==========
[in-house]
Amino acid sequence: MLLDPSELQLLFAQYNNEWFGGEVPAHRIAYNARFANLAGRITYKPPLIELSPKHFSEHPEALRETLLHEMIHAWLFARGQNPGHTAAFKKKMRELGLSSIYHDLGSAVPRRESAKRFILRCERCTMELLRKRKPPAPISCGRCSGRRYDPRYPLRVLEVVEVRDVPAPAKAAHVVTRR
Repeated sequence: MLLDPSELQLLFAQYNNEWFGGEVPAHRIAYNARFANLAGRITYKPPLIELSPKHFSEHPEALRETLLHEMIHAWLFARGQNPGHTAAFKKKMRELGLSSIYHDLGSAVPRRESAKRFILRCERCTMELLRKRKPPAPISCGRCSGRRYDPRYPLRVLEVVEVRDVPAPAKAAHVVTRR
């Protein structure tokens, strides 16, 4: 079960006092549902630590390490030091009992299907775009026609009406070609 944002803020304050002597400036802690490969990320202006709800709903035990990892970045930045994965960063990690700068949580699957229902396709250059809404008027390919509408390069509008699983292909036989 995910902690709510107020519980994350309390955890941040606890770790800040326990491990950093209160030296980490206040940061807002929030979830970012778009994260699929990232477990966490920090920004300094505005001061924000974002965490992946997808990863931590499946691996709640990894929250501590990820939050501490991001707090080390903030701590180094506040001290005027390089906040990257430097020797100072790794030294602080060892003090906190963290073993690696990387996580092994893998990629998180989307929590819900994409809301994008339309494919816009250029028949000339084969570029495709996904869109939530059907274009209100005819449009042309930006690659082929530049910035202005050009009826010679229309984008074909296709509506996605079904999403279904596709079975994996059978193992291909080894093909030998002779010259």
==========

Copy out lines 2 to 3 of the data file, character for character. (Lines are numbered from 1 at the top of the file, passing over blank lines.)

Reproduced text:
Amino acid sequence: MLLDPSELQLLFAQYNNEWFGGEVPAHRIAYNARFANLAGRITYKPPLIELSPKHFSEHPEALRETLLHEMIHAWLFARGQNPGHTAAFKKKMRELGLSSIYHDLGSAVPRRESAKRFILRCERCTMELLRKRKPPAPISCGRCSGRRYDPRYPLRVLEVVEVRDVPAPAKAAHVVTRR
Repeated sequence: MLLDPSELQLLFAQYNNEWFGGEVPAHRIAYNARFANLAGRITYKPPLIELSPKHFSEHPEALRETLLHEMIHAWLFARGQNPGHTAAFKKKMRELGLSSIYHDLGSAVPRRESAKRFILRCERCTMELLRKRKPPAPISCGRCSGRRYDPRYPLRVLEVVEVRDVPAPAKAAHVVTRR